December 30, 2014
Translated from Russian by J. Hawk
The former President of Ukraine gave Poroshenko and his advisors a lecture on how to end the civil war and how to start a national dialogue.
The former President of Ukraine Viktor Yushchenko stated in an interview that more than half of Ukrainians would not support the country joining NATO or enshrining the Ukrainian language as the only official language.
“If you are in favor of a single official language in Ukraine, please keep in mind that more than half of the people would not support this idea.”
Yushchenko also believes that the Poroshenko regime’s desire to push the country into NATO is likewise a measure to which 60% of Ukrainians are opposed.
“If you want to transform Ukraine’s security policy toward membership in a European collective security structures, keep in mind that 60% of the country will not understand why.”
In addition, Viktor Yushchenko argued in favor of a general national dialogue:
“Whenever we talk of policies that may be given the label “Yanukovych policies”, one has to remember that, in addition to Yanukovych, these policies were backed by 12-14 million of Ukrainians. So if we want to reach a national consensus, a national rapprochement, we shouldn’t speak of Yanukovych but rather those 14 millions who think along the same lines as Yanukovych. We have to understand our strategic interests and our past, all the while preserving a national dialogue.”
The former president underscored the need for the national dialogue to compel Poroshenko and his supporters to take into consideration the interests of all citizens of Ukraine, so that Ukraine’s diversity would never again become the source of conflict:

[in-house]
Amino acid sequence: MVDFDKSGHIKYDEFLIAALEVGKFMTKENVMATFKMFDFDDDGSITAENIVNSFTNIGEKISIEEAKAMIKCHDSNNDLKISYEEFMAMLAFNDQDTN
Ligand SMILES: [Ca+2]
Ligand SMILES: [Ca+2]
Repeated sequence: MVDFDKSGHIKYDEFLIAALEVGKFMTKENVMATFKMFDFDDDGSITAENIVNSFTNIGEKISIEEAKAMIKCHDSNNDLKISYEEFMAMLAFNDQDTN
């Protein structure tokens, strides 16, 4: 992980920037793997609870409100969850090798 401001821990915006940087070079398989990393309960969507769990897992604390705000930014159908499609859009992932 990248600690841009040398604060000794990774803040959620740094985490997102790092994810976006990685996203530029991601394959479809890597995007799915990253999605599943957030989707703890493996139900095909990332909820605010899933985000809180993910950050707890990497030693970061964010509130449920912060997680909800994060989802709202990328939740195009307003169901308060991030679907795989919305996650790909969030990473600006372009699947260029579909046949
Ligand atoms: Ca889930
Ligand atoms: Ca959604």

“The diversity of our country cannot simply be a set of contradictions, but rather a distinguishing feature, and once we realize that these differences exist then the next step is to plan how to reconcile these differences.”
Given the mounting pressure from the West to come to terms with Russia (as evidenced by newly announced IMF conditions for the next loan to Ukraine, which include Russia’s postponement of Ukraine’s repayment of its debt to Russia), it may be that Yushchenko, while an opponent of Yanukovych in the presidential elections, is nevertheless being seen both by Ukrainians and (especially) the West as someone more capable of effectively enforcing a more conciliatory Ukrainian policy toward Russia. This is something that Poroshenko (due to the absence of his own political team) is incapable of doing (which is reflected by the cold shoulder he has received from the EU) and the Yatsenyuk/Turchinov clique is unwilling to do, preferring instead to attempt extorting billions of euros by threatening Ukraine’s collapse—which would be very difficult to avoid in the absence of the resumption of favorable Russian economic policies toward Ukraine. Yushchenko represents a substantially pro-Western political tilt without the virulent anti-Russian rhetoric that the current Kiev government excels at, which arguably makes him the most qualified to move Ukraine out of its current crisis.